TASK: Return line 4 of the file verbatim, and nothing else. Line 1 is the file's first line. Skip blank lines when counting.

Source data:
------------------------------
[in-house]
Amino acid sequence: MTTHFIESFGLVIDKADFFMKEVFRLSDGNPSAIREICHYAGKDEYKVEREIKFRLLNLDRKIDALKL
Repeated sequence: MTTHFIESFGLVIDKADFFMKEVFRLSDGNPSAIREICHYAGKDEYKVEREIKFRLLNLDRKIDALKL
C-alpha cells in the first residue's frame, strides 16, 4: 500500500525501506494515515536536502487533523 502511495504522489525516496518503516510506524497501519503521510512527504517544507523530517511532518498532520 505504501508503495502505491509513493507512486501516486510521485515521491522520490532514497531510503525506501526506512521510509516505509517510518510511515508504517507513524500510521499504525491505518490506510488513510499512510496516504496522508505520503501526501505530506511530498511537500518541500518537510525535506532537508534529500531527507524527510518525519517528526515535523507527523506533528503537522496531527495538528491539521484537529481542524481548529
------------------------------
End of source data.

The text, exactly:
C-alpha cells in the first residue's frame, strides 16, 4: 500500500525501506494515515536536502487533523 502511495504522489525516496518503516510506524497501519503521510512527504517544507523530517511532518498532520 505504501508503495502505491509513493507512486501516486510521485515521491522520490532514497531510503525506501526506512521510509516505509517510518510511515508504517507513524500510521499504525491505518490506510488513510499512510496516504496522508505520503501526501505530506511530498511537500518541500518537510525535506532537508534529500531527507524527510518525519517528526515535523507527523506533528503537522496531527495538528491539521484537529481542524481548529